AMRI has entered into a non-exclusive commercial license agreement with the Broad Institute of MIT and Harvard for the use of CRISPR-Cas9 gene editing technology and has completed several projects for its customers. The company will continue to use the technology to enhance its drug discovery service offerings and internal research and development. Financial terms were not disclosed.
"While many people know CRISPR for its potential to edit defective genes to cure disease, there are a range of other applications in drug discovery for which CRISPR has significant utility that are critical to our customers' R&D projects, notably drug target assessment and in vitro model development for lead discovery and optimization," said Christopher Conway, Senior Vice President, Discovery and Development Services at AMRI. "We are committed to continue to build our services offerings so that we stay in the leading position with important technologies such as CRISPR to enhance the success of our customers' programs."
The CRISPR/Cas system serves as a naturally-occurring bacterial immune system that confers resistance to foreign genetic elements such as those from viruses. It has been developed as a precise method for editing the genetic code in mammalian cells, which allows researchers to effectively knock out or enhance the expression of targeted genes. It offers great utility in the development of in vivo and in vitro disease models, which are important for drug discovery research.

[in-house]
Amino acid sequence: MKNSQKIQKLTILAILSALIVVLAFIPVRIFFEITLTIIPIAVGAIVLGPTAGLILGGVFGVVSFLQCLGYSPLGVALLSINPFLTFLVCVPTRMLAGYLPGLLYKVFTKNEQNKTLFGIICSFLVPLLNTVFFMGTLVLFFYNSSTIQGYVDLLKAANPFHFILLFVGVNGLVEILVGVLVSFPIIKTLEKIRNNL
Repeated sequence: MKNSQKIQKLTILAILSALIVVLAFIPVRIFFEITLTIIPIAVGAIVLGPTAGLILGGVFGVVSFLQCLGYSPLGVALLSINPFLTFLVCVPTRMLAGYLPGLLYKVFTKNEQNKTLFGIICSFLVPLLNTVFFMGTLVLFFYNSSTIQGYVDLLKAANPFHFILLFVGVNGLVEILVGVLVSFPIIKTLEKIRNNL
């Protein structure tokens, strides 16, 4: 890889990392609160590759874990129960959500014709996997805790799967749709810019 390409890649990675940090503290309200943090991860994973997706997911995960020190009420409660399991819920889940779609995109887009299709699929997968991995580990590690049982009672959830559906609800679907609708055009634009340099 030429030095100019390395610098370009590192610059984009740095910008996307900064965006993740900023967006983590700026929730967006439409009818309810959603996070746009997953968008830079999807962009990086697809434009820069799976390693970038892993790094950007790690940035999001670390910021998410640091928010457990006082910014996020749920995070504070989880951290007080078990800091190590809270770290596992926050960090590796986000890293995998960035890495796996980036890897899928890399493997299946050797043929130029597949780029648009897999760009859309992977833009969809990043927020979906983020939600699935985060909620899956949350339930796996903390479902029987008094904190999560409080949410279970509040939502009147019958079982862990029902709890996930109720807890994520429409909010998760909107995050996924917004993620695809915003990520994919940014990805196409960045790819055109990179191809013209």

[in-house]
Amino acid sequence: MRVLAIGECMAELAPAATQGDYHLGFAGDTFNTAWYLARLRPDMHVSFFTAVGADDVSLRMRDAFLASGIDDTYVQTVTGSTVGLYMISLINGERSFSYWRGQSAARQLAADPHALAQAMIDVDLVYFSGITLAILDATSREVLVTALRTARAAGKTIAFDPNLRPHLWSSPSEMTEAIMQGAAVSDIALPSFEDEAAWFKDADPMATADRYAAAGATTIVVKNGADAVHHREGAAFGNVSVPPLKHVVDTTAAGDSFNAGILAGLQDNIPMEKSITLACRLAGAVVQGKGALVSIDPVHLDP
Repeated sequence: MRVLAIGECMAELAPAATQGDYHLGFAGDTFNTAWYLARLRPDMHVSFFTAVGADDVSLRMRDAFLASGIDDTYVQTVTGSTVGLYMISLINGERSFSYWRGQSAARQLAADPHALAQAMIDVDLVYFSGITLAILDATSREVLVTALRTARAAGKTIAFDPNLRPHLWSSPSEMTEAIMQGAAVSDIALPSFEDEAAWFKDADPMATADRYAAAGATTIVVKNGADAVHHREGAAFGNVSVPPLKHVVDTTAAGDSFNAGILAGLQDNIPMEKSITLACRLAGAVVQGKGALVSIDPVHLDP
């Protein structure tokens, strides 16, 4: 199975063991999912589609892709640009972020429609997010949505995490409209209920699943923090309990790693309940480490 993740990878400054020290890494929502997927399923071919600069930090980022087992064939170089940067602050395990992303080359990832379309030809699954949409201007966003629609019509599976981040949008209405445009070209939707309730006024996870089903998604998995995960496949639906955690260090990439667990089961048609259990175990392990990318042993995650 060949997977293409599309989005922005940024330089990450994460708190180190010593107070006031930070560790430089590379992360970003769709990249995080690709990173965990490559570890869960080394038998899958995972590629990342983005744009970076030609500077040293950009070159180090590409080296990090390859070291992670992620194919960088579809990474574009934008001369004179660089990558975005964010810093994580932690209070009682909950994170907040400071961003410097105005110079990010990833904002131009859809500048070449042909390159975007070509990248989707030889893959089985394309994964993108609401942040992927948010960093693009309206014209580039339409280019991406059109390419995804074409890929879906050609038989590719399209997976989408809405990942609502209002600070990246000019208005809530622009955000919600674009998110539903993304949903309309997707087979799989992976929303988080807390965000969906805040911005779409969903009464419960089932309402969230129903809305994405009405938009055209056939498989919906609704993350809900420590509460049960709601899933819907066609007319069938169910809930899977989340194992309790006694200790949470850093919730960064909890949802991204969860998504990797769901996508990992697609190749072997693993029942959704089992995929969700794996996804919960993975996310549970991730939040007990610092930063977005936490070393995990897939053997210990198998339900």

Under the terms of the commercial use license, AMRI gained access to IP related to CRISPR-Cas9 technology that is being used to enhance AMRI's drug discovery services offerings and associated client programs. The application of CRISPR-Cas9 technology benefits a number of the specific services that AMRI provides to its customers, including protein production, cell line and assay development, high content screening and analysis, and target validation and assessment.